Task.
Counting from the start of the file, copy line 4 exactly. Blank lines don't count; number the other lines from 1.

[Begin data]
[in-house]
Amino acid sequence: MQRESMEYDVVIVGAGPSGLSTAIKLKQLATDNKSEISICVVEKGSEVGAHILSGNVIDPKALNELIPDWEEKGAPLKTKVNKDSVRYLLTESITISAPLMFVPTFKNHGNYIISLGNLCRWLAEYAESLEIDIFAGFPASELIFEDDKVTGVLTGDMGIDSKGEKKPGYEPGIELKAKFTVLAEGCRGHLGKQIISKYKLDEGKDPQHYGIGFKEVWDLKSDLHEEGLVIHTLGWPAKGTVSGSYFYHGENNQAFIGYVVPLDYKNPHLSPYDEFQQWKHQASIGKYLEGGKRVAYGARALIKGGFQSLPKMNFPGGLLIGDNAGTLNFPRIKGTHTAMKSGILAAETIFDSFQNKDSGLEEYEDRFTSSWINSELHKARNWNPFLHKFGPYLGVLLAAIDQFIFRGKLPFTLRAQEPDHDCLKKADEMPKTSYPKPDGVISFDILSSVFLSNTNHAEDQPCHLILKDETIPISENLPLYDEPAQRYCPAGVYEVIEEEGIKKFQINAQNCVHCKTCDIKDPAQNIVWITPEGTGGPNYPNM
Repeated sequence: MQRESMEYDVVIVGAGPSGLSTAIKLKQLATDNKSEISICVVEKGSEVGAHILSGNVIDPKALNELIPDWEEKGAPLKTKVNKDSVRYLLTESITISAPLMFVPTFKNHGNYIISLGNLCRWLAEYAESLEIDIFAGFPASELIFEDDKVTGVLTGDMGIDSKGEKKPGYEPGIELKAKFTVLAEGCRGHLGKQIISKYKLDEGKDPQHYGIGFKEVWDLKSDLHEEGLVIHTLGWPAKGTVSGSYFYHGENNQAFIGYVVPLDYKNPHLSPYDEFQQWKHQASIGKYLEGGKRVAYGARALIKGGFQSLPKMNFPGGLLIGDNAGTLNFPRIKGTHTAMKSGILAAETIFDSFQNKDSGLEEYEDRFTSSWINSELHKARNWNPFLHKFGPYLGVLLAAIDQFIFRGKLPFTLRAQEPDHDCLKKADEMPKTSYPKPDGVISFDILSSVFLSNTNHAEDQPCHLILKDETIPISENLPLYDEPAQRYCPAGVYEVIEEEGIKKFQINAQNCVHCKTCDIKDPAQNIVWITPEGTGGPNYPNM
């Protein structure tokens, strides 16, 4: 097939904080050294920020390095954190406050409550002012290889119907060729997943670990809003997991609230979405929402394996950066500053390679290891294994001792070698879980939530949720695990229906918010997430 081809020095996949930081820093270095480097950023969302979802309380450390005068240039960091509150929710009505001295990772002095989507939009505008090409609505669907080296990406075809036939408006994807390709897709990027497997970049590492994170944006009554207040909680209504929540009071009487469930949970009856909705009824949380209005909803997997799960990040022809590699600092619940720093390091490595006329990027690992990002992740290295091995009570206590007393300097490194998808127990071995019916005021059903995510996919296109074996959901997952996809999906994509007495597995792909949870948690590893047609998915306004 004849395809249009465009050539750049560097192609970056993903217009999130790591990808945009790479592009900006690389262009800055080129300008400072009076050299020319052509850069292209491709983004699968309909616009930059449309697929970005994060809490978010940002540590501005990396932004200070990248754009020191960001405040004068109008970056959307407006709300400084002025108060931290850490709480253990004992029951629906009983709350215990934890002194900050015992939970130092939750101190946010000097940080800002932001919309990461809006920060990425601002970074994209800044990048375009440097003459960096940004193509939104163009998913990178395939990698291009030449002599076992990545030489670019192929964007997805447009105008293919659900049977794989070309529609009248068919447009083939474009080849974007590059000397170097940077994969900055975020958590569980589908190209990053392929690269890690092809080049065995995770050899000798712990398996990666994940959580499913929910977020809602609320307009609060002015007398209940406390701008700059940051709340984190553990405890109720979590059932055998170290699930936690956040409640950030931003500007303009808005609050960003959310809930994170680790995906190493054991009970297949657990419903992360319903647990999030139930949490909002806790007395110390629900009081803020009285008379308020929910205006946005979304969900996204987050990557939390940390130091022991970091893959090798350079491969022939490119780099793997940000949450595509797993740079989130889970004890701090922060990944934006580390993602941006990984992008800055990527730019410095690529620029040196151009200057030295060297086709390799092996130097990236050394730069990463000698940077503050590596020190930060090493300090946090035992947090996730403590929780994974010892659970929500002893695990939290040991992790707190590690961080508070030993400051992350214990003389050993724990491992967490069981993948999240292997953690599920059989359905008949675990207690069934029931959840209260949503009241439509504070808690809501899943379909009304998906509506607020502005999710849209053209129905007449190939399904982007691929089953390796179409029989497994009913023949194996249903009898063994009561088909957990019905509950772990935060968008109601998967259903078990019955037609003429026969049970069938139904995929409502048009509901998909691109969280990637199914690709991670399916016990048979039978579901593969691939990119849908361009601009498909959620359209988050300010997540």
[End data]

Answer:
């Protein structure tokens, strides 16, 4: 097939904080050294920020390095954190406050409550002012290889119907060729997943670990809003997991609230979405929402394996950066500053390679290891294994001792070698879980939530949720695990229906918010997430 081809020095996949930081820093270095480097950023969302979802309380450390005068240039960091509150929710009505001295990772002095989507939009505008090409609505669907080296990406075809036939408006994807390709897709990027497997970049590492994170944006009554207040909680209504929540009071009487469930949970009856909705009824949380209005909803997997799960990040022809590699600092619940720093390091490595006329990027690992990002992740290295091995009570206590007393300097490194998808127990071995019916005021059903995510996919296109074996959901997952996809999906994509007495597995792909949870948690590893047609998915306004 004849395809249009465009050539750049560097192609970056993903217009999130790591990808945009790479592009900006690389262009800055080129300008400072009076050299020319052509850069292209491709983004699968309909616009930059449309697929970005994060809490978010940002540590501005990396932004200070990248754009020191960001405040004068109008970056959307407006709300400084002025108060931290850490709480253990004992029951629906009983709350215990934890002194900050015992939970130092939750101190946010000097940080800002932001919309990461809006920060990425601002970074994209800044990048375009440097003459960096940004193509939104163009998913990178395939990698291009030449002599076992990545030489670019192929964007997805447009105008293919659900049977794989070309529609009248068919447009083939474009080849974007590059000397170097940077994969900055975020958590569980589908190209990053392929690269890690092809080049065995995770050899000798712990398996990666994940959580499913929910977020809602609320307009609060002015007398209940406390701008700059940051709340984190553990405890109720979590059932055998170290699930936690956040409640950030931003500007303009808005609050960003959310809930994170680790995906190493054991009970297949657990419903992360319903647990999030139930949490909002806790007395110390629900009081803020009285008379308020929910205006946005979304969900996204987050990557939390940390130091022991970091893959090798350079491969022939490119780099793997940000949450595509797993740079989130889970004890701090922060990944934006580390993602941006990984992008800055990527730019410095690529620029040196151009200057030295060297086709390799092996130097990236050394730069990463000698940077503050590596020190930060090493300090946090035992947090996730403590929780994974010892659970929500002893695990939290040991992790707190590690961080508070030993400051992350214990003389050993724990491992967490069981993948999240292997953690599920059989359905008949675990207690069934029931959840209260949503009241439509504070808690809501899943379909009304998906509506607020502005999710849209053209129905007449190939399904982007691929089953390796179409029989497994009913023949194996249903009898063994009561088909957990019905509950772990935060968008109601998967259903078990019955037609003429026969049970069938139904995929409502048009509901998909691109969280990637199914690709991670399916016990048979039978579901593969691939990119849908361009601009498909959620359209988050300010997540």